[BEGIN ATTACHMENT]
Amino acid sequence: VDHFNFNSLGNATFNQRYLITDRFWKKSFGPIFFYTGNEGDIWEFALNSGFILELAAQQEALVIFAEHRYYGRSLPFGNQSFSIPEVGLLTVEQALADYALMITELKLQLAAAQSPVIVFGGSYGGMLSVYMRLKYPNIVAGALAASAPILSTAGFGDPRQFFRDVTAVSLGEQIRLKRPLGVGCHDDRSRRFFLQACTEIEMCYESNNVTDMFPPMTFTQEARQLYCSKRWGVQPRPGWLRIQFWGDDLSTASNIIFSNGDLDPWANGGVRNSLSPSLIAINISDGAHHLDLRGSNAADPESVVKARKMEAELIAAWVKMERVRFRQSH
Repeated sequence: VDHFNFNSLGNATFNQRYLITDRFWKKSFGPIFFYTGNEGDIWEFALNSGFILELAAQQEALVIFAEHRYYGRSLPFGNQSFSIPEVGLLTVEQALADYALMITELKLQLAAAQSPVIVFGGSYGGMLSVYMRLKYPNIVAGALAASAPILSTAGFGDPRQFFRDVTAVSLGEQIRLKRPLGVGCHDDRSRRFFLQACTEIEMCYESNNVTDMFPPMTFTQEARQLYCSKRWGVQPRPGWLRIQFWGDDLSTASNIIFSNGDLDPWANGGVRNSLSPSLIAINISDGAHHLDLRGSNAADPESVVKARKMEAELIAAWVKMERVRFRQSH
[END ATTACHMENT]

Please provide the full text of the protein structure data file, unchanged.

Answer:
Amino acid sequence: VDHFNFNSLGNATFNQRYLITDRFWKKSFGPIFFYTGNEGDIWEFALNSGFILELAAQQEALVIFAEHRYYGRSLPFGNQSFSIPEVGLLTVEQALADYALMITELKLQLAAAQSPVIVFGGSYGGMLSVYMRLKYPNIVAGALAASAPILSTAGFGDPRQFFRDVTAVSLGEQIRLKRPLGVGCHDDRSRRFFLQACTEIEMCYESNNVTDMFPPMTFTQEARQLYCSKRWGVQPRPGWLRIQFWGDDLSTASNIIFSNGDLDPWANGGVRNSLSPSLIAINISDGAHHLDLRGSNAADPESVVKARKMEAELIAAWVKMERVRFRQSH
Repeated sequence: VDHFNFNSLGNATFNQRYLITDRFWKKSFGPIFFYTGNEGDIWEFALNSGFILELAAQQEALVIFAEHRYYGRSLPFGNQSFSIPEVGLLTVEQALADYALMITELKLQLAAAQSPVIVFGGSYGGMLSVYMRLKYPNIVAGALAASAPILSTAGFGDPRQFFRDVTAVSLGEQIRLKRPLGVGCHDDRSRRFFLQACTEIEMCYESNNVTDMFPPMTFTQEARQLYCSKRWGVQPRPGWLRIQFWGDDLSTASNIIFSNGDLDPWANGGVRNSLSPSLIAINISDGAHHLDLRGSNAADPESVVKARKMEAELIAAWVKMERVRFRQSH